Self-Labeled "Warrior for Babies" Declares Guilt, Complains about Toilets

I have had little interest in Planned Parenthood shooting suspect Robert Lewis Dear from the get-go, as it was apparent the main legal issue in his case would be his competency and mental health, while the issue for the media would be gun control.

Today in court Dear declared himself guilty, complained his lawyer (a highly respected, experienced and dedicated public defender who was one of the two main lawyers for Aurora shooter James Holmes) was out to drug him and was conspiring with Planned Parenthood, and called himself a "warrior for babies." Facing 179 criminal counts, he told the judge he wanted more charges, saying more babies had been killed that day by Planned Parenthood.

According to observers in the courtroom, he had about 20 outbursts during the hearing. I thought this one was interesting: [More...]

After slamming his experienced, highly qualified and dedicated lawyer, claiming he was in cahoots with Planned Parenthood, he asked that Amnesty International contact him. Why? He doesn't think his toilet facilities and access to water are adequate. Pretty ball-sy demand for a guy who by choice lived in the woods without plumbing or electricity. I wonder if it's hit him yet how slim his chances are for ever seeing the woods again -- or for that matter, a running stream or the stars?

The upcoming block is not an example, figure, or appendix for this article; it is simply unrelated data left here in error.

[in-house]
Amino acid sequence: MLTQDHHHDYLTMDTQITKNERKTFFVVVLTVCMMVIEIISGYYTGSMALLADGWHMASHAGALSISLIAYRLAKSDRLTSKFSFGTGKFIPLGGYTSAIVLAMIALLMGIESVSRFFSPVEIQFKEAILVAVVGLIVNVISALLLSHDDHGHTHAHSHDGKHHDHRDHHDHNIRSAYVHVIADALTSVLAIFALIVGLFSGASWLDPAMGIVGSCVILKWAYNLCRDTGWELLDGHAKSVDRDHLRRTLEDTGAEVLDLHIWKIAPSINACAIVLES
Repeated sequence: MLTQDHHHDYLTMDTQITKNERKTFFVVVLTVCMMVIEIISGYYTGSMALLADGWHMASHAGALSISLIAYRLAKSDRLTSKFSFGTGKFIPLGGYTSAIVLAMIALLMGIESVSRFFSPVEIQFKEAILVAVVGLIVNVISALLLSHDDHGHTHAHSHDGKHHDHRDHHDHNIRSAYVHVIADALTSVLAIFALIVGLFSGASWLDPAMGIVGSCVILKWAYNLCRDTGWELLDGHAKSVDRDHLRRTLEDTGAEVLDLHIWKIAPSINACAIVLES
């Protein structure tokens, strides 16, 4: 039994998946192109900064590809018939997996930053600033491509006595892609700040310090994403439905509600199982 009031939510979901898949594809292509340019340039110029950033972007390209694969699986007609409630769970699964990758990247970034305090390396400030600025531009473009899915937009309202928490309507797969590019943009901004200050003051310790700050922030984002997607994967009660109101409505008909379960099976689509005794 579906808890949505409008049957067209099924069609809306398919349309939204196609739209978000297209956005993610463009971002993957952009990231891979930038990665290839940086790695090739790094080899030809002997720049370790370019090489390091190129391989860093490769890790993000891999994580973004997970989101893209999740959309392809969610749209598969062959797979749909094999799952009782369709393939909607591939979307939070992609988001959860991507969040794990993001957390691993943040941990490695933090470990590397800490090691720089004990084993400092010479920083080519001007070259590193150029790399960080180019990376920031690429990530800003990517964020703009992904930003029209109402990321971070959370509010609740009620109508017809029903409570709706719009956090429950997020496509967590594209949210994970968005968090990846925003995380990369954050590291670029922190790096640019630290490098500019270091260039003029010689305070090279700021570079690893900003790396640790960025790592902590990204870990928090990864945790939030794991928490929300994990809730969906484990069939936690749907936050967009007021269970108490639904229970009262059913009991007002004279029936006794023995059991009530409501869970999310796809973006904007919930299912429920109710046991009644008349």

Will El Paso County spend the money to try and kill Dear, as opposed to put him away for life -- either in a prison or mental health facility? I hope not. I think it would be a a waste of Colorado's money and its limited judicial and legal resources.

Prosecutors have months to make the decision. But since they filed 179 charges over the killing of 3 people and wounding of 9, maybe the DA's office is just planning on making sure Dear never goes free. Had this occurred in Colorado's death penalty capital, Arapahoe County, I doubt the DA would even consider a life sentence, even after failing to unanimously persuade a jury to sentence James Holmes to death.

Does anyone think a killer such as Dear would consider a county's record on the death penalty in choosing which county to commit his heinous crime? I doubt it. Yet some people still believe the death penalty is a deterrent to killing. As if anyone really says to himself, "I'll just maim the victim" or "I better not do this so I don't get killed for it."

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    Dear is out to sea without rudder and compass. (none / 0) (#1)
    by Donald from Hawaii on Thu Dec 10, 2015 at 05:31:13 AM EST
    But the people who should be sharing the docket with him are the right-wing jackasses who cast aside their moral compass this past summer:

    • David Daleiden and the ideologues at the Center for Medical Progress, who deliberately manufactured that highly edited video that defamed Planned Parenthood; and

    • Those elected officials on the right who egged Daleiden on and exploited his propaganda with their own increasingly alarmist and incendiary public rhetoric about Planned Parenthood.

    They knew damned well what their flamethrowing might do to the least stable among their intolerant crowd, like Robert Dear, Jr. Yet they never once paused to consider the potential consequences of their actions, and thus all but ensured that the Colorado Springs attack became an inevitable byproduct of their manifestly irresponsible political behavior.

    While a 57-year-old nutball may have been the guy who actually pulled the trigger, suffice to say that he's not the only one here with blood on his hands.

    Words matter.

    I don't (none / 0) (#2)
    by Ga6thDem on Thu Dec 10, 2015 at 06:26:43 AM EST